The resource group name must be unique within your subscription, and the workspace name must be globally (not just your subscription/organisation) unique.

$resourceGroupName = "RG-LogAnalytics-Test"
$location = "eastus"
$workspaceName = "LogAnalyticsTestWorkspace"

New-AzureRmResourceGroup -Name $resourceGroupName -Location $location

$newWorkspaceParams = @{
    ResourceGroupName = $resourceGroupName
    Location = $location
    Sku = "standalone"
    Name = $workspaceName
}

New-AzureRmOperationalInsightsWorkspace @newWorkspaceParams

Note the SKU is actually PerGB2018 - the older SKUs (free, standard, premium, standalone, pernode) aren’t supported in subscriptions created after April 2018. You can read more details in the announcement blog post. We specify the standalone SKU though it’ll actually create with PerGB2018 (the AzureRM cmdlets don’t yet support the PerGB2018 SKU).

The last thing we’ll do is apply a data volume cap to ensure our workspace doesn’t exceed the free tier’s limit of 5GB/month. Currently this can’t be done with a PowerShell cmdlet, so you’ll need to use the portal.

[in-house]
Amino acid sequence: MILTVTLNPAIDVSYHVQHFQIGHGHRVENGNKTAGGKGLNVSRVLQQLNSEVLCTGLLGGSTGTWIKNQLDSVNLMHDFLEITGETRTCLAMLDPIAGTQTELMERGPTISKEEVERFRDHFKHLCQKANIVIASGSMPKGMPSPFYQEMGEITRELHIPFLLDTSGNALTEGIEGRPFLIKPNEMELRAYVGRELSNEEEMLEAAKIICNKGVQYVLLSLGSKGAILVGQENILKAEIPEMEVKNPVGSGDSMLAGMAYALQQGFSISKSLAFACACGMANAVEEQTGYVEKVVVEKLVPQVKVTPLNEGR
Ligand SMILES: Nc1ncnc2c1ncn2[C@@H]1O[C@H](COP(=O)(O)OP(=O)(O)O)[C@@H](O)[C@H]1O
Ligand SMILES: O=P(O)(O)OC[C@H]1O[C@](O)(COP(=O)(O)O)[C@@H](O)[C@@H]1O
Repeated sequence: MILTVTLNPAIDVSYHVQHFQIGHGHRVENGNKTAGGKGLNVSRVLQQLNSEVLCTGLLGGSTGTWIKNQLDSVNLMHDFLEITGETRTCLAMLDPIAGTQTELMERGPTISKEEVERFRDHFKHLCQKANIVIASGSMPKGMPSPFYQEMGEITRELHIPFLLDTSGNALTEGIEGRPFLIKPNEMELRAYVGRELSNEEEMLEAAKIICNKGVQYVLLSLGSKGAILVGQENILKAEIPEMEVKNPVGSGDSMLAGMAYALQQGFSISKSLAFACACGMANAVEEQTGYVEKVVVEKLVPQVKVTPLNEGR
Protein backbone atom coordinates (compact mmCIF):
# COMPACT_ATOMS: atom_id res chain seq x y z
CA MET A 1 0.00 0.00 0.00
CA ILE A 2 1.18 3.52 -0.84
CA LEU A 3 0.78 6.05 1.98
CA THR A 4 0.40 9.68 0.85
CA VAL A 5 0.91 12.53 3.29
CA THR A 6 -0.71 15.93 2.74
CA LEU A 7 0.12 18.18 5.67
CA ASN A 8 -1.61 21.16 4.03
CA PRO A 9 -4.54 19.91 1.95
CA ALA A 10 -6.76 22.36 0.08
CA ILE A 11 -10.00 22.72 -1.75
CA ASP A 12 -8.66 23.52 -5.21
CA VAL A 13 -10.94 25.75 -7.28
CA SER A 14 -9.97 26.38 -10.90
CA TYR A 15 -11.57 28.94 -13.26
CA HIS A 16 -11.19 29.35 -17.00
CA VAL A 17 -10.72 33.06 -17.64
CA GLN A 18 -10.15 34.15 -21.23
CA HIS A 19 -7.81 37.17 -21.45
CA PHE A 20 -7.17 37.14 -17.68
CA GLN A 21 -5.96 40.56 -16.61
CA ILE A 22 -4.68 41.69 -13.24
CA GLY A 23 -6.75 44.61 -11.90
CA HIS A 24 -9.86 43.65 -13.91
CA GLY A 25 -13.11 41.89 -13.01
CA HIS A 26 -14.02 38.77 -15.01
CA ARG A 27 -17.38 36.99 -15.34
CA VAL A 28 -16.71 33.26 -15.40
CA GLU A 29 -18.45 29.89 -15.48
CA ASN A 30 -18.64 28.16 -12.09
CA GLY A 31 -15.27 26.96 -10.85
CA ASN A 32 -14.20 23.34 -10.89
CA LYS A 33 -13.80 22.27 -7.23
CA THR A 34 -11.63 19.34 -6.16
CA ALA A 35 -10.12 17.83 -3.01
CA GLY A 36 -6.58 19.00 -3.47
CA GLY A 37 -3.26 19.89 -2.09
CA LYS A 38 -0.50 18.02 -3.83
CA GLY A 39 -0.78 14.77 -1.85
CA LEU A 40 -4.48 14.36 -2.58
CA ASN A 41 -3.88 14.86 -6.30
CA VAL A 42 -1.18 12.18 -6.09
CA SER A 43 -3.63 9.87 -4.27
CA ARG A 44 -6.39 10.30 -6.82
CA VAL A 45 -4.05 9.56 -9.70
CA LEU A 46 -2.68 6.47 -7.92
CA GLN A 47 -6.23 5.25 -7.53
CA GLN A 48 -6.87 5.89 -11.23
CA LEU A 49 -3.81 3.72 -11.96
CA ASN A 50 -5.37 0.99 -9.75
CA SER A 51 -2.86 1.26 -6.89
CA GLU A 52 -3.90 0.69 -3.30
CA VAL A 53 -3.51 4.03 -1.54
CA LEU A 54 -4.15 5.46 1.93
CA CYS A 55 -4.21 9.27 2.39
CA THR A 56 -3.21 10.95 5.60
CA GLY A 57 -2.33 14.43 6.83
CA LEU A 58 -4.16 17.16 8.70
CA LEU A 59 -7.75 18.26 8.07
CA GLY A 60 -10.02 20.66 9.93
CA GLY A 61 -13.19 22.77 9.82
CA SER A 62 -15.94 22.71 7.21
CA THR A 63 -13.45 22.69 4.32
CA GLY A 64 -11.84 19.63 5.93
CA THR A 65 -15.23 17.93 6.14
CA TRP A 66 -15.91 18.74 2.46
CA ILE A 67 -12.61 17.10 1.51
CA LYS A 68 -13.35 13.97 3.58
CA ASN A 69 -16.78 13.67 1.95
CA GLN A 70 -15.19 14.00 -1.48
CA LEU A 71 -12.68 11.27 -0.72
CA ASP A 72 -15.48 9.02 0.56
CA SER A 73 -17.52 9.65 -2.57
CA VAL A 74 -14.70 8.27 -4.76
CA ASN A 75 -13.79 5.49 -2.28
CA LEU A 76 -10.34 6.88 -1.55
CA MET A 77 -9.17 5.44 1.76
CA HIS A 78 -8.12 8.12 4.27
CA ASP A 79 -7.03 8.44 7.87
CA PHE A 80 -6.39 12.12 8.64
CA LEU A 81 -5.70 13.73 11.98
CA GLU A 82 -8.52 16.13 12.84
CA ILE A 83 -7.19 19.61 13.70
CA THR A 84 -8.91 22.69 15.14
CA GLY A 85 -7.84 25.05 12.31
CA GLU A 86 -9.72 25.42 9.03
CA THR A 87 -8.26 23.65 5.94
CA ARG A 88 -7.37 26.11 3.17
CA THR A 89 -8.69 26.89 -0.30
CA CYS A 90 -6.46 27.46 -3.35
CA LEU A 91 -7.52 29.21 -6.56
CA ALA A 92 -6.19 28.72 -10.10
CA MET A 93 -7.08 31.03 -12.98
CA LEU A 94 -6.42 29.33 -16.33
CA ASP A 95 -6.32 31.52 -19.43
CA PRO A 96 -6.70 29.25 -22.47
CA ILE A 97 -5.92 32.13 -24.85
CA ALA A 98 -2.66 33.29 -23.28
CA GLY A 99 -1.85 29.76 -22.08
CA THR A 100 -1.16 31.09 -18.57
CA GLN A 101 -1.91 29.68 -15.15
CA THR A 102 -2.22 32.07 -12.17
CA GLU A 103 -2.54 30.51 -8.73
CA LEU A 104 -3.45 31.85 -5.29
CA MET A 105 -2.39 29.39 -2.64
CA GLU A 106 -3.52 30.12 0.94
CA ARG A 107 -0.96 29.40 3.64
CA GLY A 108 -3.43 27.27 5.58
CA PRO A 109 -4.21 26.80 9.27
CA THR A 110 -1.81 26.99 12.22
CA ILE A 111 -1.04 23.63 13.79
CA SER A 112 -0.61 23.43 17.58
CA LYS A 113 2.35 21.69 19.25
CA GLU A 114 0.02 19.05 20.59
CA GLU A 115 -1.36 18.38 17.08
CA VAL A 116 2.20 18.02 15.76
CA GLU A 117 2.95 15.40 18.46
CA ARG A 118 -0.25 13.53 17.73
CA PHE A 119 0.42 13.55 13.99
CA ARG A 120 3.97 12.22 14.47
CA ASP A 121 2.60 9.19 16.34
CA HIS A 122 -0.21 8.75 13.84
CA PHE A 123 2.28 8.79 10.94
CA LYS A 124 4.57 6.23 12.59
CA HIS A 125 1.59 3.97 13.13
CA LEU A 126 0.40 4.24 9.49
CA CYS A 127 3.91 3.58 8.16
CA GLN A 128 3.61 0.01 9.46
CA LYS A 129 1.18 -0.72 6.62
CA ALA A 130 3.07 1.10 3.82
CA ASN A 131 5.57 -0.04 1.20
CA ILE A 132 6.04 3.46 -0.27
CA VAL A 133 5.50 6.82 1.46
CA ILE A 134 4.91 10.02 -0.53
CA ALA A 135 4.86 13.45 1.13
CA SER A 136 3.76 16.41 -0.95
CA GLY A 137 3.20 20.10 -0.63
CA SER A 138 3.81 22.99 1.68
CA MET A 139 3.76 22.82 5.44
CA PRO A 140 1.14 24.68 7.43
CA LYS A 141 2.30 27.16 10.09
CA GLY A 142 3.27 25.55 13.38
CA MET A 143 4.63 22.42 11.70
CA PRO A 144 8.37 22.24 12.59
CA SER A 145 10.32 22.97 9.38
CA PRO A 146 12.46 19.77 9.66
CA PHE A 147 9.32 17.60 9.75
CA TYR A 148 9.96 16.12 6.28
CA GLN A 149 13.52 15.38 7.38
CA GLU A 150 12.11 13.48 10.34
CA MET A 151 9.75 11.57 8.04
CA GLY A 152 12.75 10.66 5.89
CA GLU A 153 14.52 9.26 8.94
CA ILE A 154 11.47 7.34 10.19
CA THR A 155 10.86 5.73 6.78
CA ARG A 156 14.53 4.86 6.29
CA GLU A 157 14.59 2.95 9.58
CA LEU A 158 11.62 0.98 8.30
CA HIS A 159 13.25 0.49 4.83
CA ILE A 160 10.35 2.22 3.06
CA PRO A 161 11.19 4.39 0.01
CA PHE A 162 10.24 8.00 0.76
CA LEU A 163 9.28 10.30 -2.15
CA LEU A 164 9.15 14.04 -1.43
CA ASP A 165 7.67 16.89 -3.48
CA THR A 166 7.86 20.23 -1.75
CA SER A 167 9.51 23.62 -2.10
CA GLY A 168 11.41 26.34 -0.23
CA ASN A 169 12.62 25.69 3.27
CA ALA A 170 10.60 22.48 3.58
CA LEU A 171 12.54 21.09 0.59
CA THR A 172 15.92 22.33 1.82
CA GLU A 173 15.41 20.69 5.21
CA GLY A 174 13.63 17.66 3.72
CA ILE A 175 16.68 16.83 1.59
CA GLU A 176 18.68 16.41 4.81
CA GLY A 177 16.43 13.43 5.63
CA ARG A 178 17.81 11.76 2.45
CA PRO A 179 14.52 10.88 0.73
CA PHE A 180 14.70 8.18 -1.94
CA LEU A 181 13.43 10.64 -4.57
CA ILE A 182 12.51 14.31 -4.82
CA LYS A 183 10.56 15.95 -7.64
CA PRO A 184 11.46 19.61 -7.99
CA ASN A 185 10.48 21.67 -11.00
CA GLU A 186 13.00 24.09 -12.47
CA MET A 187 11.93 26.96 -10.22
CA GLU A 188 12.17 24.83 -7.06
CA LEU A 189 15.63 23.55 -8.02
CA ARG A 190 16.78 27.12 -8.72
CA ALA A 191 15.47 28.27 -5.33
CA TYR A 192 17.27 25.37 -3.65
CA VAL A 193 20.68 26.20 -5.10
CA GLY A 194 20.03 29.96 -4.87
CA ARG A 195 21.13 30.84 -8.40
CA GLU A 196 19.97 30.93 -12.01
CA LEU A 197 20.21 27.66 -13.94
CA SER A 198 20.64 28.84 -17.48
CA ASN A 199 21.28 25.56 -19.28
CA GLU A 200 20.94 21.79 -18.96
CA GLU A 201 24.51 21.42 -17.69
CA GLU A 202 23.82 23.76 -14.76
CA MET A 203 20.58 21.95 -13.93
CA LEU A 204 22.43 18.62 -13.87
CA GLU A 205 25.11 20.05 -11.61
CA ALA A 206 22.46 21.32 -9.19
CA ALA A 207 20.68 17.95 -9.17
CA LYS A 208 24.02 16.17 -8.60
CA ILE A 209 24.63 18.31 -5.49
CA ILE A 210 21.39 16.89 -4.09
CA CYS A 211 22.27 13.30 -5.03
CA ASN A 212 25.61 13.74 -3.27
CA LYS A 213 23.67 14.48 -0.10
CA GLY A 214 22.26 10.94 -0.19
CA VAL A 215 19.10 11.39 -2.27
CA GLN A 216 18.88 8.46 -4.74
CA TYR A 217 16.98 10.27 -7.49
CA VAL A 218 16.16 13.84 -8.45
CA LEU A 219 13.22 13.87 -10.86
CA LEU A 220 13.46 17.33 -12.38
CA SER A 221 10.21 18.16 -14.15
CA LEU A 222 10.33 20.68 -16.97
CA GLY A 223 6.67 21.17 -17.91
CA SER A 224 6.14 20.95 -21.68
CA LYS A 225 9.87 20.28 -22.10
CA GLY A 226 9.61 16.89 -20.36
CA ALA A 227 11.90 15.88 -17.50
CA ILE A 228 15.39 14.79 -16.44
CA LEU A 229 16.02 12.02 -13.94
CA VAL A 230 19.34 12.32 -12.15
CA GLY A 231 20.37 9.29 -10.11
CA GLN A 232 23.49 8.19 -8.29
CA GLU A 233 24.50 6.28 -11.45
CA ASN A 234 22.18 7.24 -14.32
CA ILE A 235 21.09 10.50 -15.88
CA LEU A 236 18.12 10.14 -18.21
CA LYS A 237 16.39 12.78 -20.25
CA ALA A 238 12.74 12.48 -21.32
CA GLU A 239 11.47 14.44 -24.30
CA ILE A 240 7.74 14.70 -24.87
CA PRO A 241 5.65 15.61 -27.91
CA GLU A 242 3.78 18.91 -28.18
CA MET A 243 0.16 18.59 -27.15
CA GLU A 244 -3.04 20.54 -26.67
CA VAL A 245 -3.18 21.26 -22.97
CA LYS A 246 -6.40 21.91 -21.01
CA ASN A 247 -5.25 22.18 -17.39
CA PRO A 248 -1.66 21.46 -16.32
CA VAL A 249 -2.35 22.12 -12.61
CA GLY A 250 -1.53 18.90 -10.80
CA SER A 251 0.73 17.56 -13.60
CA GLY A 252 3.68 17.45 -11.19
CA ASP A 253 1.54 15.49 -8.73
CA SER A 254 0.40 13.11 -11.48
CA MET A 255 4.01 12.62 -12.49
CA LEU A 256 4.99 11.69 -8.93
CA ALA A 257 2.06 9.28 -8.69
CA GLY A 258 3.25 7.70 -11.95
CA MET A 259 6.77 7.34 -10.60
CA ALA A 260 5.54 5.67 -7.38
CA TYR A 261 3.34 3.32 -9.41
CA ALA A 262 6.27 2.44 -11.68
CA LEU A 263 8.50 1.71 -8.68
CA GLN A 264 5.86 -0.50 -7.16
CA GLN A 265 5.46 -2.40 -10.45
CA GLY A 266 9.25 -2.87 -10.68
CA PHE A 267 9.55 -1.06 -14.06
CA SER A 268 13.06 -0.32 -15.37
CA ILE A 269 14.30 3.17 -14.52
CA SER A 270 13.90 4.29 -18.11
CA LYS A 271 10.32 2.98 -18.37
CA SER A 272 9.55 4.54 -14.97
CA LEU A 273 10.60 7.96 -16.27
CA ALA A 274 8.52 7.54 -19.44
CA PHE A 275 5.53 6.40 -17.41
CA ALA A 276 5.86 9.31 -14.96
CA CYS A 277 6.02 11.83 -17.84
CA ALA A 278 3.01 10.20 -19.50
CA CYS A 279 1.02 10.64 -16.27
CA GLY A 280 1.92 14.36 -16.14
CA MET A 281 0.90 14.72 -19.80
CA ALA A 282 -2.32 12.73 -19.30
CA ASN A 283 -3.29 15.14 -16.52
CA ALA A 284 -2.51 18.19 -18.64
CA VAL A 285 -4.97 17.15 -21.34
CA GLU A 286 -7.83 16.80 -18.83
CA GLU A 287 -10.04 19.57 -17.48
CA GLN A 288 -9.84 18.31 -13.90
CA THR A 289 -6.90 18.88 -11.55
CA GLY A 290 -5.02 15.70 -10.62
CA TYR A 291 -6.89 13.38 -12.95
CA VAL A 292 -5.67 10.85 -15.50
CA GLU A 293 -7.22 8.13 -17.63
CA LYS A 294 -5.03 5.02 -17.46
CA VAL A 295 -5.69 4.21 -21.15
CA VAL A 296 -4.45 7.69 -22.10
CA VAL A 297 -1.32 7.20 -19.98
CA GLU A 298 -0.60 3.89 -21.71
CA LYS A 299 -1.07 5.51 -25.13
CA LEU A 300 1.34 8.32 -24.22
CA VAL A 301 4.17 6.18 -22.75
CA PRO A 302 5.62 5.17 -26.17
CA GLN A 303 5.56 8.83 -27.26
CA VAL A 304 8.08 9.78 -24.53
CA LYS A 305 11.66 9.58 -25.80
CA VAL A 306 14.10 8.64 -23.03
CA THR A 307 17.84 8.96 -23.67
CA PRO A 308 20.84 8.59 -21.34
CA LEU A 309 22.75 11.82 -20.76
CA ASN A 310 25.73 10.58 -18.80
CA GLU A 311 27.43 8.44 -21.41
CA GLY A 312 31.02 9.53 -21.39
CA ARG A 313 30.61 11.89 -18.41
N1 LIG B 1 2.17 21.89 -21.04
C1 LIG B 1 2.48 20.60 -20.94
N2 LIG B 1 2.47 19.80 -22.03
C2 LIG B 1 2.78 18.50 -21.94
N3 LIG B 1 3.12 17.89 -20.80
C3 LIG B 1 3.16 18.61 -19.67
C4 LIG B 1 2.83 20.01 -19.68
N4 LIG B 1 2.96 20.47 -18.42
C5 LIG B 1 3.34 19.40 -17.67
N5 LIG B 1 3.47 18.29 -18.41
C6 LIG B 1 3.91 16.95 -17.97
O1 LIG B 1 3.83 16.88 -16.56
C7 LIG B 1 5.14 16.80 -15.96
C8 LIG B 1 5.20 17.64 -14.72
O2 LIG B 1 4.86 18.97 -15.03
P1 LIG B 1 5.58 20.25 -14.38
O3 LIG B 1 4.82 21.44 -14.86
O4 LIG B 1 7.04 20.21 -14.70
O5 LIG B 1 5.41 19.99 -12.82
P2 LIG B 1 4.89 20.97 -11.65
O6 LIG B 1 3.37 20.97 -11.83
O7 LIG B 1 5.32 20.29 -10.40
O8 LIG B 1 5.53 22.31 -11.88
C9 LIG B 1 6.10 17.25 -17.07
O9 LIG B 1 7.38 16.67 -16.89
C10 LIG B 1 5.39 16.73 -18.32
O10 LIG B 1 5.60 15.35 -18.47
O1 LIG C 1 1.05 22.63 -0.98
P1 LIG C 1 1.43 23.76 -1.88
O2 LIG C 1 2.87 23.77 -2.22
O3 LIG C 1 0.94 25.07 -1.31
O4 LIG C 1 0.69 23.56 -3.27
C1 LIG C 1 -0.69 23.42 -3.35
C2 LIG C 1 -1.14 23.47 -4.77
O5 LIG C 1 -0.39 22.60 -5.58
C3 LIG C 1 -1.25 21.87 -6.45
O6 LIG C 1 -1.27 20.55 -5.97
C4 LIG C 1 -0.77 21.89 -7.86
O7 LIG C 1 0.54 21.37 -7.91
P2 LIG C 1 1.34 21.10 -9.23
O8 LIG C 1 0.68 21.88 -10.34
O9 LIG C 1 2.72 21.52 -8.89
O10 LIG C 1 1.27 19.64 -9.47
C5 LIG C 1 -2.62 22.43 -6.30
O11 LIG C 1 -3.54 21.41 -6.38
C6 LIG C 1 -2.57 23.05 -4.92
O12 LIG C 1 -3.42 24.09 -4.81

The screenshot below shows what this looks like, the steps you need to take from the Log Analytics page are:

  • Select the Usage & Billing blade
  • Select the Data volume management tab
  • Turn the Daily Volume Cap ON
  • Set a volume which keeps you within your 5GB/month limit (e.g. 0.15GB/day)
  • Press OK to apply the settings

Set daily volume cap

I’ve opened an issue to request adding support to set daily volume caps in the AzureRM PowerShell module.

Posting data to the workspace

To post data to the workspace you’ll need one of the two workspace keys as well as the CustomerId (sometimes called the Workspace Id). You can get this information from the portal, or via PowerShell:

Get-AzureRmOperationalInsightsWorkspaceSharedKeys -ResourceGroupName $resourceGroupName -Name $workspaceName